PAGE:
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Dual Core or Quad Core?

Last response: in CPUs
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January 7, 2011 9:31:15 PM

I'm trying to decide between a dual core and a quad core i5 processor.

Here's the problem:

I'm building a general-purpose mini-itx PC.
A dual core processor would (I assume) generate less heat and be more manageable for a mini-itx build. Plus, I'm using an h55 motherboard, so a dual core would allow me to use integrated graphics over my GTX460 when not gaming, for even less heat generation.

Right now, I have an i5-760 (unopened, so I can return it).
Would it be possible to obtain a similar performance with a dual core i5 processor?
Or perhaps I should wait for the new sandy bridge processors?

What do you guys think?

Thanks in advance!

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January 7, 2011 10:05:28 PM

To get similar performance from a dual core i5 compared to a i7-760 you'd have to overclock it pretty aggressively, probably wiping out any thermal advantage gained.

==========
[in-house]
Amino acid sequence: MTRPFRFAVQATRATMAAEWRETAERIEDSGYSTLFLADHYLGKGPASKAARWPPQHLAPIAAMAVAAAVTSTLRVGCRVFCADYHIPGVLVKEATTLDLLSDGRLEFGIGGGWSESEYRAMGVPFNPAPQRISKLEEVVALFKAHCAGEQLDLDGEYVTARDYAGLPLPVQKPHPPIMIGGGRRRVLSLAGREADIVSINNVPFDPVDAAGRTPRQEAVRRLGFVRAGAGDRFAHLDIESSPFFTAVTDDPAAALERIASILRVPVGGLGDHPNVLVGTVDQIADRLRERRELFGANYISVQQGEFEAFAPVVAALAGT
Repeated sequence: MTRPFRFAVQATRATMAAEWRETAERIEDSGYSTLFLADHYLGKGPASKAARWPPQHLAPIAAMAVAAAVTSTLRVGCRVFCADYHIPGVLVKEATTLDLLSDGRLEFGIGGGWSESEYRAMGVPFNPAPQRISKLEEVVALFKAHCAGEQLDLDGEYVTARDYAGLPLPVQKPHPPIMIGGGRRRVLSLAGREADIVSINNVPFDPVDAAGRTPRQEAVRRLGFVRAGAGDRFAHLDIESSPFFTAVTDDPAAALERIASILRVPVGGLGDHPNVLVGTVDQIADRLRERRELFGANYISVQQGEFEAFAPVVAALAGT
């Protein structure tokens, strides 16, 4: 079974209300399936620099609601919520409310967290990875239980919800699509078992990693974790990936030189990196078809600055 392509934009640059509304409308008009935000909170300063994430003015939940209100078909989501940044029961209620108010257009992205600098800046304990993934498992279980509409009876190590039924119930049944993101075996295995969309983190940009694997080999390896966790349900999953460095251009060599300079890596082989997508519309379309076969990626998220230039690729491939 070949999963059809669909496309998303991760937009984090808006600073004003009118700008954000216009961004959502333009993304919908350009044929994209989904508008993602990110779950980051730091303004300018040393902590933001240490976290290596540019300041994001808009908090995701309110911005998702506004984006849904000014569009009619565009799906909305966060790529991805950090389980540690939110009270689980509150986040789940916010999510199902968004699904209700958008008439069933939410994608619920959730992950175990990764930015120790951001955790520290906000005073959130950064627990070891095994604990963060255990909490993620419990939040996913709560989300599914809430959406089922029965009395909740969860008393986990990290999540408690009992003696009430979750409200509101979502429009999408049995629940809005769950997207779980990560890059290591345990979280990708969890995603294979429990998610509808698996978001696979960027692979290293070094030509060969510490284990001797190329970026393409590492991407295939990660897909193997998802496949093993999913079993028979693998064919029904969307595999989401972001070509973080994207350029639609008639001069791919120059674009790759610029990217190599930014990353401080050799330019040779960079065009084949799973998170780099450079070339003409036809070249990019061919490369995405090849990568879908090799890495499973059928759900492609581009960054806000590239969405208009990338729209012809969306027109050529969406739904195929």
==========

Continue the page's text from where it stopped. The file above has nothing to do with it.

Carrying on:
However a dual core i5 could still perform well enough depending on what programs you're planning on running. I would take a look as various benchmarks to see if a dual core i5 is up to the task.

Using an integrated GPU in tandem with a discrete GPU is termed switchable graphics, and unfortunately I haven't heard of many desktop implementations available.

If you're concerned about heat buildup inside the case you could get a video card that features external exhaust. EVGA makes external exhaust versions of many of its cards, and many ATI (AMD rather) cards also feature external exhaust.

Edit: If you're not planning on playing many, if any, games, especially higher end games, you may want to look at a dual or quad core Sandy Bridge CPU on an H67 chipset motherboard. The IGP on Sandy Bridge is much better that the IGP on the i5-i3 Clarkdales, and Sandy Bridge processors perform better than a comparable Nahelem processor. However, this only applies if gaming is a very low priority, since the switchable graphics limitations mentioned about still apply and the Sandy Bridge IGP is too weak to play higher end games.
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